Sunday, October 12, 2008


Can we afford a new Cold War?

by Larry Geller

It’s not just Russian missiles dropping into the Pacific Ocean, Hawaii’s backyard. Our military approach to international relations is resulting in a predictable military response.

While the US is distracted by Wall Street’s deepening financial meltdown, Russia is moving warships into the Caribbean. Clearly, this is in reaction to stationing of “early warning” sites in former East-bloc countries and US intervention in Georgia. It’s the rebirth of the old Cold War.

These are the times that try men's souls.
—Thomas Paine, The Crisis 
The incursion into Latin America has been made possibly by our own stance in opposition to several regional governments. The list is only growing of countries that resent US economic pressures against them or have to deal with outright US interference in their administrations.

Planning or carrying out coups does not win hearts and minds for the USA. In Haiti we kidnapped and flew out democratically-elected Haitian President Jean-Bertrand Aristide. Most recently we supported actions in Bolivia against its popular President Evo Morales. And of course the past and ongoing attempts to oust Venezuelan President Hugo Chavez are hardening the leaders of many South American countries against us. This leaves them open to overtures from Russia.

The question for the next U.S. president is how serious a threat is Russia in the Western hemisphere. The Russians — angered by the expansion of NATO, a proposed U.S. missile shield in Eastern Europe, and the recognition of independent Kosovo — are projecting force in Latin America to give the United States a taste of its own medicine, both Russian and American experts agree.

Those tensions are only likely to grow as Eastern European countries like Ukraine and Georgia continue to press for NATO membership. That commits the U.S. and other NATO nations to defend them if attacked . . .
. . .
But Russia considers it threatening to have NATO nations less than 100 miles from its key cities, as is the case with Estonia. It also was angered when the Bush administration dispatched two U.S. warships to the Black Sea to deliver humanitarian aid to Georgia. [, Russia in Caribbean Raises Fears of War With U.S., 9/23/2008]

(thanks to Brad Parsons for the pointer to this article)

So it’s US radar installations near Russia and warships in their backyard. The US could have sent the humanitarian aid on civilian ships, couldn’t it? So now we have Russian ships in our backyard. And not just little ones, this is one of the largest warships in the world.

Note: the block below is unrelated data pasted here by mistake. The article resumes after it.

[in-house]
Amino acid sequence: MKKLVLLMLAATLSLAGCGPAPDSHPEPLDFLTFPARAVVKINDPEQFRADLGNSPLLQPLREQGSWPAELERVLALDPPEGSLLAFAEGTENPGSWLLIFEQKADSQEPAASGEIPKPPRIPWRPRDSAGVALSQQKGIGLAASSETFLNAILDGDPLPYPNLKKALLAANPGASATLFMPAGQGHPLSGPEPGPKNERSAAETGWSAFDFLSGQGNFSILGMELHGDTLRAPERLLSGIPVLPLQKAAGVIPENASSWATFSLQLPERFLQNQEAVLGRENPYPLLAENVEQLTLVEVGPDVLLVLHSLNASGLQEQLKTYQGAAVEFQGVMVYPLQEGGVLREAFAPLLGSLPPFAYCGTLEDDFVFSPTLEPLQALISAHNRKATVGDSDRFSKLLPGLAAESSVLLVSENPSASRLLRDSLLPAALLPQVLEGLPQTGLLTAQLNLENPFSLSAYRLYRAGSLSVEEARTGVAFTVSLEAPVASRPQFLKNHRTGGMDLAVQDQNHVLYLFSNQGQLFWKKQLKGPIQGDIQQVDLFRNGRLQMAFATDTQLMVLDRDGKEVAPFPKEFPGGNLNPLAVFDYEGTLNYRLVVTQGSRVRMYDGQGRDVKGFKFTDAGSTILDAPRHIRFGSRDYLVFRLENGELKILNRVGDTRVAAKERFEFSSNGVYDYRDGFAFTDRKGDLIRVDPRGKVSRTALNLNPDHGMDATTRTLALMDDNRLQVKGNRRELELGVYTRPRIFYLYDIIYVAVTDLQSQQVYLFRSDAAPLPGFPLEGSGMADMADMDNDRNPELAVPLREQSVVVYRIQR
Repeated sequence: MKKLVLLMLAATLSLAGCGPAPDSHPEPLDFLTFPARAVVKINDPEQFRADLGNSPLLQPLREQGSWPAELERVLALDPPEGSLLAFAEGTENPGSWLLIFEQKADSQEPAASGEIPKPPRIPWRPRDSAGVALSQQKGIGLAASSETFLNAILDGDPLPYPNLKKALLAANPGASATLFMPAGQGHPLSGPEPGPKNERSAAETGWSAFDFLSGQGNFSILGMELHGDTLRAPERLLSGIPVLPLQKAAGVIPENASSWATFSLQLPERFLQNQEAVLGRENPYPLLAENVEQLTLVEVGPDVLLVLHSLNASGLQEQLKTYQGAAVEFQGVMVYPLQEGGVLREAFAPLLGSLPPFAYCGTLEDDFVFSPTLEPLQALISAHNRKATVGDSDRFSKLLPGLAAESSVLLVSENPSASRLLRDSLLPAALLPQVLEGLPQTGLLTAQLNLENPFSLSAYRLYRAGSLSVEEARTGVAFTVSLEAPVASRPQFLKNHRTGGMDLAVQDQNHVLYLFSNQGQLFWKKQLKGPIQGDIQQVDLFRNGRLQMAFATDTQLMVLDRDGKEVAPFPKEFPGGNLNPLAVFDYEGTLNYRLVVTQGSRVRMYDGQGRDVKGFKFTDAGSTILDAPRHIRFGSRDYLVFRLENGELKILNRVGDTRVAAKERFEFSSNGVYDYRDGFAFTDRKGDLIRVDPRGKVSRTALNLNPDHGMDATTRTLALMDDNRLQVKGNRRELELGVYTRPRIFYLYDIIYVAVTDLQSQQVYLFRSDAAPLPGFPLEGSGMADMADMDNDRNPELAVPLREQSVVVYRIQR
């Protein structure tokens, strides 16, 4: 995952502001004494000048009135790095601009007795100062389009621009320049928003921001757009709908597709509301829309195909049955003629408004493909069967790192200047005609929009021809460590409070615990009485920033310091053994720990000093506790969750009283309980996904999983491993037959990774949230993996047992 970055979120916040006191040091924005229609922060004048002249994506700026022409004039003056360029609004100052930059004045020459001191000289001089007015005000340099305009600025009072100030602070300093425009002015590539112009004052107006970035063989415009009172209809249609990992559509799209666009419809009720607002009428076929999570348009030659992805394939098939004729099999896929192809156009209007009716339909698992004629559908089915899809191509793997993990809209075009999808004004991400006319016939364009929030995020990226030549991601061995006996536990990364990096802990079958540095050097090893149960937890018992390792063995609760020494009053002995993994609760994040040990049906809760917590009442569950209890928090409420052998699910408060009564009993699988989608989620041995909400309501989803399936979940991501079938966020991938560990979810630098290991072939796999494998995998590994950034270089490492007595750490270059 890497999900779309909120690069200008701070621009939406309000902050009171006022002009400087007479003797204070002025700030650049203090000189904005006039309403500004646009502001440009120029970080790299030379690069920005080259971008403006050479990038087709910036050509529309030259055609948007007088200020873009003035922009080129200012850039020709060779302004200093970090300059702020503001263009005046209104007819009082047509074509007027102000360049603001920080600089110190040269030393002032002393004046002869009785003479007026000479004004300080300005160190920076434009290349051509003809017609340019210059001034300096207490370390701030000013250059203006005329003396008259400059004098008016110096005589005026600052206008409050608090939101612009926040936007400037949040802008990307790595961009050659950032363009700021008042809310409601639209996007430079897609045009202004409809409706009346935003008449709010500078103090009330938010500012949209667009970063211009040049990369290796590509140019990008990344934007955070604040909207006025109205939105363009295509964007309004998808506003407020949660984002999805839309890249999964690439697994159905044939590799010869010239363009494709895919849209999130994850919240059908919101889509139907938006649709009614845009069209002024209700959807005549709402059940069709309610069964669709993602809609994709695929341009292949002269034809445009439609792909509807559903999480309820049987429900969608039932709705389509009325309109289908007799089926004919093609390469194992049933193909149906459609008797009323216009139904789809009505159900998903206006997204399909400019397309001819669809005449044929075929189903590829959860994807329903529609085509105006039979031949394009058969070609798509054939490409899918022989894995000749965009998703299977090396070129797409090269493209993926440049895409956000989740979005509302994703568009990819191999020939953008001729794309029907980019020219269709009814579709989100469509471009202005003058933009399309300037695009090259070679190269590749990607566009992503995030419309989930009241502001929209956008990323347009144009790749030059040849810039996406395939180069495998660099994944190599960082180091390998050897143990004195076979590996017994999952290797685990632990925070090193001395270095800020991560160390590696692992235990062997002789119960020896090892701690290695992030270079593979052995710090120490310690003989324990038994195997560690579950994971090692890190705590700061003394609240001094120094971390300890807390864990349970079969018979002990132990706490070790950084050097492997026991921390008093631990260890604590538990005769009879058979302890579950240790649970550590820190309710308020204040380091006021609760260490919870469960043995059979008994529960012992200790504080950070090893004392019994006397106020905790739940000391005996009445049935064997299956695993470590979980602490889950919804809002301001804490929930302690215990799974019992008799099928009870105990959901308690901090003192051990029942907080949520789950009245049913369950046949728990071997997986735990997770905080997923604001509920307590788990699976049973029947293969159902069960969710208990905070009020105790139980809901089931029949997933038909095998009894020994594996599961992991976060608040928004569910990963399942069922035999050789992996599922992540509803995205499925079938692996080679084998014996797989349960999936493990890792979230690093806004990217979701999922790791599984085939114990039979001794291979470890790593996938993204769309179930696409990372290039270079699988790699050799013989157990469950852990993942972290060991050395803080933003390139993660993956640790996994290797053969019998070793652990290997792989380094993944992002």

And Pavel Felgengauer, a leading Russian defense expert, told The Times of London, "It’s to show the flag and the finger to the United States. They are offering a sort of gangland deal: If you get into our territory, then we will get into yours. You leave Georgia and Ukraine to us and we won’t go into the Caribbean, OK?”

Isn’t this the time to rethink our deteriorating relationships with our neighbors? Look at the consequences to our already faltering economy if we are faced with military challenges to our shipping in this region:

“The U.S. Gulf Coast is not only the heart of the country’s energy industry, but the body of water that allows the United States to function as a unified polity and economy,” [Peter] Zeihan [at] writes. “The Ohio, Missouri, and Mississippi river basins all drain to New Orleans and the Gulf of Mexico. The economic strength of these basins depends upon access to oceanic shipping.

“A hostile power in Cuba could fairly easily seal both the Straits of Florida and the Yucatan Channel, reducing the Gulf of Mexico to little more than a lake.”

Should we let our government drag us into a new Cold War at a time when we are so badly hurting economically?

There are other things we could do that would be far more productive. One would be to make nice to Cuba and lift the inhumane embargo, followed by normalizing diplomatic and economic relations between the two countries. Cuba and America have natural affinities that should come into play, even after decades of hostility.

The second would be to repair our spat with Venezuela. We can think of it as diplomacy for oil, if we must, instead of war for oil.

Or we can look forward to having our resources drained even further defending our own backyard even as we continue to lose influence in Latin America.

The next president has a full plate already, and he hasn’t even been elected yet. Oh, I feel I should just add here that Sarah Palin can’t even see Venezuela from Alaska.

Thomas Paine [1737-1809] had a grand vision for society: he was staunchly anti-slavery, and he was one of the first to advocate a world peace organization and social security for the poor and elderly. []


Post a Comment

Requiring those Captcha codes at least temporarily, in the hopes that it quells the flood of comment spam I've been receiving.

<< Home


page is powered by Blogger. Isn't yours?

Newer›  ‹Older